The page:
@ The Playhouse, Thursday June 14
Butterfly Boucher opened, bouncing on stage like a pony. It was a shock, despite her leather boots and fashionably short hair, when Butterfly stomped on a pedal and the entire sold-out Playhouse shook with an overproduced backing beat. Similarly wrong-footed was the sound-fellow, who took that song and most of the second to get vocals and guitar in line with the electro-ruckus – just in time for her band to join her, and win over Missy’s curiously teen-free audience with music that would have suited the Espy more than a seated Globe-wannabe. She got by on heart, and some excellent song-writing; Warning Bell left the audience in a stunned hush before it gathered wits to applaud.
Upbeat and dressed-down Missy Higgins joined Boucher for an adorable double-act, four hands together on one synth, and it looked like they were genuinely enjoying each other’s company. Backstage smooches were the vibe. They co-produced Missy’s drought-breaking The Ol’ Razzle Dazzle in Nashville, where Boucher has been silently sweeping together a great big success story. It started with Grey’s Anatomy OS and so far has peaked, unarguably, at a duet recording of Changes – with Bowie, no less.
The teamwork made for a tight show. It’s easy to forget, loving local music and steeped in neophilia, that an enduring strength of radio-friendly pop is the professionalism. Halfway through a set with its fair share of tech irritations and variations from the set-list, it was unavoidably apparent that Missy and her band rarely hit a wrong note. This kind of expertise in the field of the four-chord pop song can seem excessive (or risk avoidant), and yet…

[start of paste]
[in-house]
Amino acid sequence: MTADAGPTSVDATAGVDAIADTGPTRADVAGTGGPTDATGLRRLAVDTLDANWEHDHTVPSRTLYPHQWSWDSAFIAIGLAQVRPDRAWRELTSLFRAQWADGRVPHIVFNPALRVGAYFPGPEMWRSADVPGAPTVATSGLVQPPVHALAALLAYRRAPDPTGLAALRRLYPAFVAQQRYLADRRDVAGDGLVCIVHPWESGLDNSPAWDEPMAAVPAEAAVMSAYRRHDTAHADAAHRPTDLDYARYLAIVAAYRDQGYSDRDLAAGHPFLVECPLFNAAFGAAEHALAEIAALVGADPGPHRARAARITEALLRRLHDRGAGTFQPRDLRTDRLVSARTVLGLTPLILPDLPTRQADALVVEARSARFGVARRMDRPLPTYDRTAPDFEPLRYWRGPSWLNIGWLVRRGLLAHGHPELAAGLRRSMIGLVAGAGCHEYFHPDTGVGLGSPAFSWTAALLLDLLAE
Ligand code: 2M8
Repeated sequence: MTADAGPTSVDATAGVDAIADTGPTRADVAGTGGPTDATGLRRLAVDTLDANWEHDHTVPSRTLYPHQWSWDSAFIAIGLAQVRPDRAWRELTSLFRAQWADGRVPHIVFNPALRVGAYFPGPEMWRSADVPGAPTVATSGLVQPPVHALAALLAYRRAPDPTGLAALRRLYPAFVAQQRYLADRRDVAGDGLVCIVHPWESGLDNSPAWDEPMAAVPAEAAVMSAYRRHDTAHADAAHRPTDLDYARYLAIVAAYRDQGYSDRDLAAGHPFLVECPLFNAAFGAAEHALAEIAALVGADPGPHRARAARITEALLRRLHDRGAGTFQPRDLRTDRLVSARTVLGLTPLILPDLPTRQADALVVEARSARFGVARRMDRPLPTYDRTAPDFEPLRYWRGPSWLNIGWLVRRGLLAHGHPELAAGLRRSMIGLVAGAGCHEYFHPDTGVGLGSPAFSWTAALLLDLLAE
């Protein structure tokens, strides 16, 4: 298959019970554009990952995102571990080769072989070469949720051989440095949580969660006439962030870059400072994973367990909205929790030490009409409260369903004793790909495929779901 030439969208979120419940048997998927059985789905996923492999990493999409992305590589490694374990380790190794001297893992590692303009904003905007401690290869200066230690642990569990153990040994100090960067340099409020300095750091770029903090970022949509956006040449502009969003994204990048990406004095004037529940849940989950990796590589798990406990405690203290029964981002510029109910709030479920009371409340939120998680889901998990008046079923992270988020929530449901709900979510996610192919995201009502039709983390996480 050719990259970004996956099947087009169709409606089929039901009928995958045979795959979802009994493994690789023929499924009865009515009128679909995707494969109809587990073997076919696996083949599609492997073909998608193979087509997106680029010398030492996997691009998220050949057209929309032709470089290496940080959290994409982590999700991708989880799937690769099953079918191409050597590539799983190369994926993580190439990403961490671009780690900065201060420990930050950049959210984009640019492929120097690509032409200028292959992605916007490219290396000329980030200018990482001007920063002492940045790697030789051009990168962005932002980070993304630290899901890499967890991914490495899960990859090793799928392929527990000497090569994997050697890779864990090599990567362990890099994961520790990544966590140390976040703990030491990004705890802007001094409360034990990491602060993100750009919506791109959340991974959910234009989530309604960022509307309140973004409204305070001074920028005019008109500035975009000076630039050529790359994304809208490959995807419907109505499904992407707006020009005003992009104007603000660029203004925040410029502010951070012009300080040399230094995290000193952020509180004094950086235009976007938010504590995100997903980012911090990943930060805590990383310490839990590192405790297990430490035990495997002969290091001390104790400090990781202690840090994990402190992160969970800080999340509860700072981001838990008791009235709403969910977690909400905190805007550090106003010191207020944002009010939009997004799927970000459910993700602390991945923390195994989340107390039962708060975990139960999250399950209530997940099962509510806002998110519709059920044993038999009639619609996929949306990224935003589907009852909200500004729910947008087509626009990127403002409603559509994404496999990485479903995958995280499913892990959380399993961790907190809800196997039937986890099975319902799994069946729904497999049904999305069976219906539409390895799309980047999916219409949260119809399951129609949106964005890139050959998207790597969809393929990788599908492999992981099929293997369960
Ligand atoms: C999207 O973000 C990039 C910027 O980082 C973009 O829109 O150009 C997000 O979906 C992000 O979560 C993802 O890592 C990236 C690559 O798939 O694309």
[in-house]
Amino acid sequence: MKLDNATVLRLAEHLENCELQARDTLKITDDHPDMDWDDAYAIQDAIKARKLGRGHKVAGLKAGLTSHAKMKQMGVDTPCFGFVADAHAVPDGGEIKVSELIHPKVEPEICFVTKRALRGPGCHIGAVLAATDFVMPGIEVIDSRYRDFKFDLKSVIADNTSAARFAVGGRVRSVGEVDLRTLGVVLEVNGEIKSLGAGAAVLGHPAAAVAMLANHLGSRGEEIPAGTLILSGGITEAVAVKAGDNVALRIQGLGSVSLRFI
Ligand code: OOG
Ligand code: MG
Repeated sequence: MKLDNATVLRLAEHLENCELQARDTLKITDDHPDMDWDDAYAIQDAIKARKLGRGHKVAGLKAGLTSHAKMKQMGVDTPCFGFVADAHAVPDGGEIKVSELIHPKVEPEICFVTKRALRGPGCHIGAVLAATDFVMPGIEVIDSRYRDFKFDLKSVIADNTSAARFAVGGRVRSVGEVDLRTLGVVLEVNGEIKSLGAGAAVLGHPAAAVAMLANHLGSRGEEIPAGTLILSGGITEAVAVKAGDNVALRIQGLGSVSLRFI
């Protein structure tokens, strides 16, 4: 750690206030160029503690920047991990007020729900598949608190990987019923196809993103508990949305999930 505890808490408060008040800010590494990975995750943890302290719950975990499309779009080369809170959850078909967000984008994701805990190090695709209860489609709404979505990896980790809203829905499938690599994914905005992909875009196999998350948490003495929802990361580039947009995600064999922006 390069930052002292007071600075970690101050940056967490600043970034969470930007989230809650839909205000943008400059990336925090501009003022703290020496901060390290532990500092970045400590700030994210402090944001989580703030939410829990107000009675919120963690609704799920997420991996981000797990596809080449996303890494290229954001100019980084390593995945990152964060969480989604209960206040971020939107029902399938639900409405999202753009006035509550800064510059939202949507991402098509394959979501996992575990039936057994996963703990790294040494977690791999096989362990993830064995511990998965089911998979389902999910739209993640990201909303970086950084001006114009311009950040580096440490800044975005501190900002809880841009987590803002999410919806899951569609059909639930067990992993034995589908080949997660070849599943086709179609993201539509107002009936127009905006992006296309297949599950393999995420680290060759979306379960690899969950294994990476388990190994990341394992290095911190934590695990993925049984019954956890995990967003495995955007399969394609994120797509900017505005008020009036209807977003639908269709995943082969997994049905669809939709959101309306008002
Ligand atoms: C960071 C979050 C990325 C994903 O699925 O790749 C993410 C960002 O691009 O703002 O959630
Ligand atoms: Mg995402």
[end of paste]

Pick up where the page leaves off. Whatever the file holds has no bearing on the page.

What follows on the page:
The fourth estate in her performance was her humility. She was so real that sometimes the overwhelmingly feeling was not energy or wonder but fondness. Countless times Missy brought us back from the edge of saccharine polish with a moment of humour or an unscripted comment. It didn’t sound like backtracking or playbook banter when she derided the “tens of thousands of interviews you will have read,” and when her assemblage of glowing-talent musos laughed at her for starting the wrong song, you could sense the fun and kinship they shared. Two bars later, they would lock straight into the sound.
The six-piece group invoked atmospheres that added tremendous depth to the songs. It’s a surreal experience to hear resonant, powerful performances of seemingly paper-thin teenage Top 20s like Scar or Steer. Clever instrumentation like bowed xylophone and a cellist with a shaker kept the music nerds happy, and the leading lady’s rich, controlled vocal tone was always pitched to the light and shadow of the arrangements. Missy’s theme between songs was the song-writing process: running from writing block through American house-sits, the disconnect between words and music, and experiments with unusual approaches. Set Me On Fire began as a 12-verse rap before it was tamed to the piano. Collaboration with Boucher was all over some of the new songs, particularly first single Unashamed Desire (which is infinitely better live – the Missy Gaga version on YouTube almost turned me off the concert). Not to say it isn’t Missy herself in the driving seat; she was out for something new in a sparkling short-cut evening gown, and she threw herself into the new tracks with a definite joie de vivre.
All up it was a concert of surprises. I have to recommend that you catch Missy if you ever get a chance. Regardless of where you’re coming from, I can guarantee she’ll surprise you, at least in this incarnation.